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Old 01-01-2011, 02:19 PM   #21
sp_nyp
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We are in agreement... I should have explained my point better.

There is money coming into the state via taxes and fees... it isn't like the state has no source of income. It still 'has a job' , so to speak.

... the problem is twofold, as you stated...

1) We have a bloated government.

2) We have many large fiscal responsibilities.
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Old 01-01-2011, 05:45 PM   #22
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Where does the money come from for the EPF, does it come from the federal level?
No, it's a NY state fund.
The EPF is funded primarily by the NYS Real Estate Transfer tax. At one point, the fund had almost $300 million in assets.
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Old 01-01-2011, 07:18 PM   #23
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Actually the fact is that we are supporting rich American businesses who choose to do business in China. It's American Big Business that benefits the most.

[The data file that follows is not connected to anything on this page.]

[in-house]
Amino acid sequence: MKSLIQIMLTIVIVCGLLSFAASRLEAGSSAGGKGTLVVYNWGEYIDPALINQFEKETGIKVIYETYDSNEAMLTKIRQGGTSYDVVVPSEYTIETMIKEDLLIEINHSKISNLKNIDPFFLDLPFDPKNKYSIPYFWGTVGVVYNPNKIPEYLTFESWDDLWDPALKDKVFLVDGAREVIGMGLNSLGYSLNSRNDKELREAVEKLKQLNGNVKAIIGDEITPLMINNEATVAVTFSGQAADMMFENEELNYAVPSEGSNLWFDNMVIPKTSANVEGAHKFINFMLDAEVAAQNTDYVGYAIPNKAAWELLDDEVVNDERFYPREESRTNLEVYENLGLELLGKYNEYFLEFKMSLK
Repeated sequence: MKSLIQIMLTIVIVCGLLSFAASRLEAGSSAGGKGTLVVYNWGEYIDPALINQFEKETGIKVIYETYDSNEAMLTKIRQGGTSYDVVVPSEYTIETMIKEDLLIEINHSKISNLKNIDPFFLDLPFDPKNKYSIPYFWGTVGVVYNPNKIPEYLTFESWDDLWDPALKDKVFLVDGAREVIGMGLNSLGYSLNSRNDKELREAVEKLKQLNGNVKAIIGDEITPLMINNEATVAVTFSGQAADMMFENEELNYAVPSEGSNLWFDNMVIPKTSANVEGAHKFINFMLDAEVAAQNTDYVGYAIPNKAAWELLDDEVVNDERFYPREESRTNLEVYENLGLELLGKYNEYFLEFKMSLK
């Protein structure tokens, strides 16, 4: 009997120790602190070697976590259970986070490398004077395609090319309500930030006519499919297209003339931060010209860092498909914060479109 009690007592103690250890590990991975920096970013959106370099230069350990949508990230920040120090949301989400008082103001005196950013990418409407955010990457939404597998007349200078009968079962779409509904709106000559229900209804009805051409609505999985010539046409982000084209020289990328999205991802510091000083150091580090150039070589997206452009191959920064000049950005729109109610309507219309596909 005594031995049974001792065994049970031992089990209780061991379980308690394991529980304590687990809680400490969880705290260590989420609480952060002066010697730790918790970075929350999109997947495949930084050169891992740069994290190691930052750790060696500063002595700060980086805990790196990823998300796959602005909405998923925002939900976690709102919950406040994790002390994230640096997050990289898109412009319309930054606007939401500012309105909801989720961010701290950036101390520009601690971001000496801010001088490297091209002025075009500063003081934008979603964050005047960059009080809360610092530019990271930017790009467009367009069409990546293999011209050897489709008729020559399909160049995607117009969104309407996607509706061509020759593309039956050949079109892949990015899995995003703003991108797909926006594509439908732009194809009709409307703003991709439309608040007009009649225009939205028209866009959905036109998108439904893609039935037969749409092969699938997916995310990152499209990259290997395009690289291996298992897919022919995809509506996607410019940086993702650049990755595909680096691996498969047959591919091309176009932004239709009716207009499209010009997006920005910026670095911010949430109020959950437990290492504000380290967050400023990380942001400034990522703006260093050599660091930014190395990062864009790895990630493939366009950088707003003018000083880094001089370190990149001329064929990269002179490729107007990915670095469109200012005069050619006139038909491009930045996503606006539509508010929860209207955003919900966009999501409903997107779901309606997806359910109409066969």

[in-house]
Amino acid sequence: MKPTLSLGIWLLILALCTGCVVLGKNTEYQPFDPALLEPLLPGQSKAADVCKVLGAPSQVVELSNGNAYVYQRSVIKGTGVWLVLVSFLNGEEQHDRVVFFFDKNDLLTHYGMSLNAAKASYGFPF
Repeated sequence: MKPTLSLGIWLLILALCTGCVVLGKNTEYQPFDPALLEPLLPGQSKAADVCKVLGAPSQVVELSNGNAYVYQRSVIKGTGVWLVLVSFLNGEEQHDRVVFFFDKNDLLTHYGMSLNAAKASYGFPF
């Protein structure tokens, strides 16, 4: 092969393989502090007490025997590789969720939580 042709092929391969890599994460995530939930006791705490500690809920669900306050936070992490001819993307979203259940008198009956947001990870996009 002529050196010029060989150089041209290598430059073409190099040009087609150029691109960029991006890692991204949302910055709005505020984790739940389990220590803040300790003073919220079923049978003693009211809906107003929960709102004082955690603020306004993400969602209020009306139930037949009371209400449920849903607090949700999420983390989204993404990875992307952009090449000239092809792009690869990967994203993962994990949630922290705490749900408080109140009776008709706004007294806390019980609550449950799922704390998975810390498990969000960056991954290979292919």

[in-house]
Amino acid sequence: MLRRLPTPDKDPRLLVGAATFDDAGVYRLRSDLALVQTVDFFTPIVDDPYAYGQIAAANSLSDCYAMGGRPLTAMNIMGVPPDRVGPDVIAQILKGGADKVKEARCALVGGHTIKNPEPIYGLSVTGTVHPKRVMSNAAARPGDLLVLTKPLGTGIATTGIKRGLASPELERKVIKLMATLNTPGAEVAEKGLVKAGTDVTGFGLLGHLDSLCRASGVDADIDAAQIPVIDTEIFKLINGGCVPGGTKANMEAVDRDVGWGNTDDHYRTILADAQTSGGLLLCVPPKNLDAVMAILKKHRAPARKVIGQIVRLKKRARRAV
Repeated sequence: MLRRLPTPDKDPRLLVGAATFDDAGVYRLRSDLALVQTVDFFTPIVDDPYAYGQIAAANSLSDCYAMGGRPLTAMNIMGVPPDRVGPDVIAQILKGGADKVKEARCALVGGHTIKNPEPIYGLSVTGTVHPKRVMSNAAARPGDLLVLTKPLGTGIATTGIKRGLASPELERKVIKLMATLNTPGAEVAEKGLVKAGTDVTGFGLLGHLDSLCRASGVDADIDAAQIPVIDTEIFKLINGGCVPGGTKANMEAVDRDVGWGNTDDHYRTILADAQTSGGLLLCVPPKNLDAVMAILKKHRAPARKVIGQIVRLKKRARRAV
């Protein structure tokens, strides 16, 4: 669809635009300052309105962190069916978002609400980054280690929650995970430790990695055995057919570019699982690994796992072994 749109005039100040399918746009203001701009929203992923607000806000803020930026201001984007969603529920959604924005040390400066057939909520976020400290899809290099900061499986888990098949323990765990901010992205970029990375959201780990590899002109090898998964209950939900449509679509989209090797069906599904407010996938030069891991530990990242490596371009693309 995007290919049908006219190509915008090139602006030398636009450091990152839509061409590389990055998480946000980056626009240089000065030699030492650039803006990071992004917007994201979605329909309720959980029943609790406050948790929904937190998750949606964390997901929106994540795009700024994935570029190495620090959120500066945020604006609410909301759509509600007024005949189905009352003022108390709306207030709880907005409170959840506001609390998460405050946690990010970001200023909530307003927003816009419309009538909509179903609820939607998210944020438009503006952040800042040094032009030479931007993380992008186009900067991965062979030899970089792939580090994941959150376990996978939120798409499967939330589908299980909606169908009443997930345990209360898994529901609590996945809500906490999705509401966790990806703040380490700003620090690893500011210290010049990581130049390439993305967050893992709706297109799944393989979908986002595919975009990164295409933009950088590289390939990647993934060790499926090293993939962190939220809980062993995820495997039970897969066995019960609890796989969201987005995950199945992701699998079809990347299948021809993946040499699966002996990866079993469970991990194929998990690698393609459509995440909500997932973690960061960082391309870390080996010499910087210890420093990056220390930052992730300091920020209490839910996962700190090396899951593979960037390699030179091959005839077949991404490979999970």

I suppose the next logical question is, why do these businesses choose to employ people elsewhere?
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Old 01-01-2011, 07:54 PM   #24
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I suppose the next logical question is, why do these businesses choose to employ people elsewhere?
It could possibly be that they do their business elsewhere so they do not have to pay the third highest tax rate on profits in the world. When a business is started it is with intentions that it is going to make a profit. Over time as a business grows owners have a responsibility to maximize profits for their shareholders. If that means they have to relocate to a place where that is more possible they will move. A business is not formed to merely exist but to profit in a capitalistic society. Get rid of unions and lower the costs and taxes of doing business significantly and they will return.
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Old 01-01-2011, 08:44 PM   #25
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Originally Posted by stripperguy View Post
No, it's a NY state fund.
The EPF is funded primarily by the NYS Real Estate Transfer tax. At one point, the fund had almost $300 million in assets.
I believe it does or did get funded at least partly from the state, and other groups.


We have an approved state budget and a fully funded Environmental Protection Fund with $250 million, representing last years and this years appropriations.